Last Updated on June 10, 2020 by Leyla Kazim
|the best lamb chops I’ve ever had – served sizzling|
The deep-rooted British love affair for a good chop-walloping curry is no secret – glance down any high street across the land and you’ll be spoilt for choice with a vast array to bestow your Friday night order upon. Whether your penchant is for a pleasant pasanda or a face-melting phaal, it’s unlikely you’ll have time to generate even the bare bones of an appetite before you happen upon your nearest curry house. There are more than 9,000 of these establishments across the UK, with some of the famous hotspots including Birmingham’s ‘balti-belt’, London’s Brick Lane, and Bradford holding the esteemed title of the UK’s Curry Capital two years in a row in 2011 and 2012.
Such great choice welcomes the opportunity for healthy competition when it comes to both cost but more importantly, quality. The sheer number of curry houses out there inevitably means that some will be rubbish, and equally some will be quite excellent. Most of us will be more interested in the latter – ask any Brit you know where their favourite curry house is and you’ll more often than not receive the names of a good handful in response, let alone just one. I am no exception to this rule and the one at the top of my list is Lahori Karahi in Hounslow.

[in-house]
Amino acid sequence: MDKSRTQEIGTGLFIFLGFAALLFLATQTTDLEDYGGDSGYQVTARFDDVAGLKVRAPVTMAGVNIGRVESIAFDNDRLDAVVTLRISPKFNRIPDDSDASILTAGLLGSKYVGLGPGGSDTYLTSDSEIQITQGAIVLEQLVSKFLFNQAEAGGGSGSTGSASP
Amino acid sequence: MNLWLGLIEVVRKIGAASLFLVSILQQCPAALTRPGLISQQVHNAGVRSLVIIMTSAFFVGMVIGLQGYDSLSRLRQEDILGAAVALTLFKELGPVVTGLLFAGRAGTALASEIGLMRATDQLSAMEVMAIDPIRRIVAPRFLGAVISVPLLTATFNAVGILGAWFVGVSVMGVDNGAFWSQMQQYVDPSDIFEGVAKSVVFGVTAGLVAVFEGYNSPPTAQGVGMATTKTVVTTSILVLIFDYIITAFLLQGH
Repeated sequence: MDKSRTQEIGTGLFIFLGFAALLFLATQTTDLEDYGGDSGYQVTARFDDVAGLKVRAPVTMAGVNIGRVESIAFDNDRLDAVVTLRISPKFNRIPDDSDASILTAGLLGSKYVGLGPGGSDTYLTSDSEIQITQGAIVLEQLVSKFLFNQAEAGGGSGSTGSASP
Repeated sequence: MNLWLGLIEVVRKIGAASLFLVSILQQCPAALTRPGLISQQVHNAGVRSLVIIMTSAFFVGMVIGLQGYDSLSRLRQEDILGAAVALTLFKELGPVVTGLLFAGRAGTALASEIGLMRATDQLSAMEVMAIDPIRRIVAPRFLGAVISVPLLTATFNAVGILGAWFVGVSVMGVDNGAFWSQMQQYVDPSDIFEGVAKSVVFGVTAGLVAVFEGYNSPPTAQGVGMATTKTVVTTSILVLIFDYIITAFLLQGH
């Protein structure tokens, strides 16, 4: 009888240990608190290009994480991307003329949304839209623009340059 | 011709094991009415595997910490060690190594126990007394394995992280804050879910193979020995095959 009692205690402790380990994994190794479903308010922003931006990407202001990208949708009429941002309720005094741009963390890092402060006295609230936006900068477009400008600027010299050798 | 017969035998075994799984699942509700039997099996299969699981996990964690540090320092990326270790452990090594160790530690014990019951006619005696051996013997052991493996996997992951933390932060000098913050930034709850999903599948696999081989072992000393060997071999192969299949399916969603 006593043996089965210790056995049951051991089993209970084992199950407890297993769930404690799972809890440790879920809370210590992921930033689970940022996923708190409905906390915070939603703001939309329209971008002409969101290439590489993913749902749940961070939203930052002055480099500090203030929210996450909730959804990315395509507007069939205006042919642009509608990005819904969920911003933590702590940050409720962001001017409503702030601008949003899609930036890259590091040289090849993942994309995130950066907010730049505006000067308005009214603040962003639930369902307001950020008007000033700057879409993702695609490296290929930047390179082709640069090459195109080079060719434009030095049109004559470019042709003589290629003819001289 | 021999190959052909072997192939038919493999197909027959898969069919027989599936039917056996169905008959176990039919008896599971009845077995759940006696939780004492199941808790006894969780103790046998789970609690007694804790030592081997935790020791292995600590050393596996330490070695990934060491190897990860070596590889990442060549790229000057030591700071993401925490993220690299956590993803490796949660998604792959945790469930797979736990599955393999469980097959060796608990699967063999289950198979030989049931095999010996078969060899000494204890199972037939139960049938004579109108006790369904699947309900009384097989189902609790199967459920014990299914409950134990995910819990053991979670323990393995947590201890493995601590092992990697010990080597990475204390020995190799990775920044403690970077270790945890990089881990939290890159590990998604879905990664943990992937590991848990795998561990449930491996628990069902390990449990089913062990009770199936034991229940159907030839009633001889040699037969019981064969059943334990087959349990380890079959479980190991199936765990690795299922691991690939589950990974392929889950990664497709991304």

|Lahori Karahi – picture from website|
Much to my lament (but probably best for the waistline), the location of my favourite curry house in London is not exactly local to me. I live in south west London and this place is seriously west London, to the point that it’s on the verge between London and Middlesex. Don’t let this put you off though – despite its location, Hounslow East station is easily reached by the tube on the Piccadilly Line and is just a short walk from the restaurant. The reason I know about this place is because it is local to some of Matt’s family and due to its proximity and excellent food, is often the preferred choice for a good old fashioned family get together. I’ve visited a handful of times now with the in-laws and company, with the most recent being this journey down to gorge to our hearts content for a family lunch and incorporate a visit to a new-born member of the clan. If it wasn’t for these reasons, I probably would never have encountered it as it’s a bit out of the way. And that’s why I’m here writing this post, to tell you this place exists.